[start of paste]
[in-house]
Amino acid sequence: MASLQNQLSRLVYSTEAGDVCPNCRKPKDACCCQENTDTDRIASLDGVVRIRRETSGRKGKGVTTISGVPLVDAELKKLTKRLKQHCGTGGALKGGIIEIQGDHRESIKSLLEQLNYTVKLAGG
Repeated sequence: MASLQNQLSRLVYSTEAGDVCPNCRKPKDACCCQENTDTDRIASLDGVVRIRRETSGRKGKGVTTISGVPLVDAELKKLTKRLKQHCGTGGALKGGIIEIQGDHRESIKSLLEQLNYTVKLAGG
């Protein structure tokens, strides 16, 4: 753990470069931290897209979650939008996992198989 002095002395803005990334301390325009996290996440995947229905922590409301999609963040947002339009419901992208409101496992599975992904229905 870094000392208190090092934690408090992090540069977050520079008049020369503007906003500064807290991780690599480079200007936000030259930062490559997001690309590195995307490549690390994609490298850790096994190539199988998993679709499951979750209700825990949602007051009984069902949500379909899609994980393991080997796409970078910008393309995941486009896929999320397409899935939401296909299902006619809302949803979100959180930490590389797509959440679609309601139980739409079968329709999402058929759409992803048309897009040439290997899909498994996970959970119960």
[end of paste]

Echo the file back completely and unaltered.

[in-house]
Amino acid sequence: MASLQNQLSRLVYSTEAGDVCPNCRKPKDACCCQENTDTDRIASLDGVVRIRRETSGRKGKGVTTISGVPLVDAELKKLTKRLKQHCGTGGALKGGIIEIQGDHRESIKSLLEQLNYTVKLAGG
Repeated sequence: MASLQNQLSRLVYSTEAGDVCPNCRKPKDACCCQENTDTDRIASLDGVVRIRRETSGRKGKGVTTISGVPLVDAELKKLTKRLKQHCGTGGALKGGIIEIQGDHRESIKSLLEQLNYTVKLAGG
């Protein structure tokens, strides 16, 4: 753990470069931290897209979650939008996992198989 002095002395803005990334301390325009996290996440995947229905922590409301999609963040947002339009419901992208409101496992599975992904229905 870094000392208190090092934690408090992090540069977050520079008049020369503007906003500064807290991780690599480079200007936000030259930062490559997001690309590195995307490549690390994609490298850790096994190539199988998993679709499951979750209700825990949602007051009984069902949500379909899609994980393991080997796409970078910008393309995941486009896929999320397409899935939401296909299902006619809302949803979100959180930490590389797509959440679609309601139980739409079968329709999402058929759409992803048309897009040439290997899909498994996970959970119960």